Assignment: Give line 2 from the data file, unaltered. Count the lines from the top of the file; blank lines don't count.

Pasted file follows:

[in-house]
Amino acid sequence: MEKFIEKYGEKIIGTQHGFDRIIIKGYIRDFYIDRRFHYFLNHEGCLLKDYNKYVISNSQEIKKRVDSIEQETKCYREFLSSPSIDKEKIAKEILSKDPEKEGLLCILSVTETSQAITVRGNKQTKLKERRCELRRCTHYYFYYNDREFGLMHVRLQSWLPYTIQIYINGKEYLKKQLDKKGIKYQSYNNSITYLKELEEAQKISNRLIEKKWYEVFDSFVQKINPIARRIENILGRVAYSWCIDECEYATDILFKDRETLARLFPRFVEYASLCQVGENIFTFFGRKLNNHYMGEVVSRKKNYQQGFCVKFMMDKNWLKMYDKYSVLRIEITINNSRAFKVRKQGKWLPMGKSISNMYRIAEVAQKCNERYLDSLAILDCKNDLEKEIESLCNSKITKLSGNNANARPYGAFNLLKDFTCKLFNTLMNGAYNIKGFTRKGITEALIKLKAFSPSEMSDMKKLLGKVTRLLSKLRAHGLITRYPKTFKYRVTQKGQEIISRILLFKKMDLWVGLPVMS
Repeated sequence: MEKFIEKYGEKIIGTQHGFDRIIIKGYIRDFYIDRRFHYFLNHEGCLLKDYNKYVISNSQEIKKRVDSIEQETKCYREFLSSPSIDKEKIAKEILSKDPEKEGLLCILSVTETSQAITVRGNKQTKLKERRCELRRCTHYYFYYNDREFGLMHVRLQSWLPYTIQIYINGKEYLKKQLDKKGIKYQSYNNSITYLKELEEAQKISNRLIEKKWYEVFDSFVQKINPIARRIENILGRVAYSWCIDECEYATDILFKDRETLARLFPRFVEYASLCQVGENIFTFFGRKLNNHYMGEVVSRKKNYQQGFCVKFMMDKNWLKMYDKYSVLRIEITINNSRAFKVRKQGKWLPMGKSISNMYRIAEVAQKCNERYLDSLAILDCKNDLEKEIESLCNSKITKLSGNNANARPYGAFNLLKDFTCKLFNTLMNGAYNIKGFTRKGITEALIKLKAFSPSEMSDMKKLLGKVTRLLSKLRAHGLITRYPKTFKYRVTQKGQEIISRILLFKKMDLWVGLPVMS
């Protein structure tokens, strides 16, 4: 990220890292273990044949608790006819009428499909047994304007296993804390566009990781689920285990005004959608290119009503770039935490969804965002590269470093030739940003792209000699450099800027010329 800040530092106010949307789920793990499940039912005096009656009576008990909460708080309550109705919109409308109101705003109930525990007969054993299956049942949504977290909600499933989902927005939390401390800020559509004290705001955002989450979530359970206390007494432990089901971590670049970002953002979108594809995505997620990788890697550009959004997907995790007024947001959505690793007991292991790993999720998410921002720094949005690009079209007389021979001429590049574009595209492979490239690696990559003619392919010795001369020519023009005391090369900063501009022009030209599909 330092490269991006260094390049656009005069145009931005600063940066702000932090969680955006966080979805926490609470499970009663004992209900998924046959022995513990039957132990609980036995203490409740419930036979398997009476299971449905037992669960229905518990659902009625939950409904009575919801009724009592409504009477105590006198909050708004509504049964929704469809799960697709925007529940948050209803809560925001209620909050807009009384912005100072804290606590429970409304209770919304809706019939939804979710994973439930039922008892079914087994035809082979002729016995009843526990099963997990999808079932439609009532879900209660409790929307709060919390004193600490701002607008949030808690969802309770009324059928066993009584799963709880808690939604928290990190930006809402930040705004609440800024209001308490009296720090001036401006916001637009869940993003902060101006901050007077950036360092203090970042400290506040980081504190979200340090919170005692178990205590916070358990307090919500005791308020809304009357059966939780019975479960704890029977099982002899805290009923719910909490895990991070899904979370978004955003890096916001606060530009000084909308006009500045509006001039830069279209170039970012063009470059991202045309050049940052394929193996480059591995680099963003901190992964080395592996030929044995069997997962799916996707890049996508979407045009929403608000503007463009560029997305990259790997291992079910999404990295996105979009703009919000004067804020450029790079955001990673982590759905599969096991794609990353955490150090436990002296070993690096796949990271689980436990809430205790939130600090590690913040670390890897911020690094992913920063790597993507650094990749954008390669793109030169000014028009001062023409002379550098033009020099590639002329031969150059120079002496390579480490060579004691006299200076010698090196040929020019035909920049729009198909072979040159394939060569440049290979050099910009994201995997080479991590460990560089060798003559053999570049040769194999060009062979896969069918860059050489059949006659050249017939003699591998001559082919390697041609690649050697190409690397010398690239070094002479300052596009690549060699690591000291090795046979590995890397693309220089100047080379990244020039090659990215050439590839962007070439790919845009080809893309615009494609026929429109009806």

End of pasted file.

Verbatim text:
Amino acid sequence: MEKFIEKYGEKIIGTQHGFDRIIIKGYIRDFYIDRRFHYFLNHEGCLLKDYNKYVISNSQEIKKRVDSIEQETKCYREFLSSPSIDKEKIAKEILSKDPEKEGLLCILSVTETSQAITVRGNKQTKLKERRCELRRCTHYYFYYNDREFGLMHVRLQSWLPYTIQIYINGKEYLKKQLDKKGIKYQSYNNSITYLKELEEAQKISNRLIEKKWYEVFDSFVQKINPIARRIENILGRVAYSWCIDECEYATDILFKDRETLARLFPRFVEYASLCQVGENIFTFFGRKLNNHYMGEVVSRKKNYQQGFCVKFMMDKNWLKMYDKYSVLRIEITINNSRAFKVRKQGKWLPMGKSISNMYRIAEVAQKCNERYLDSLAILDCKNDLEKEIESLCNSKITKLSGNNANARPYGAFNLLKDFTCKLFNTLMNGAYNIKGFTRKGITEALIKLKAFSPSEMSDMKKLLGKVTRLLSKLRAHGLITRYPKTFKYRVTQKGQEIISRILLFKKMDLWVGLPVMS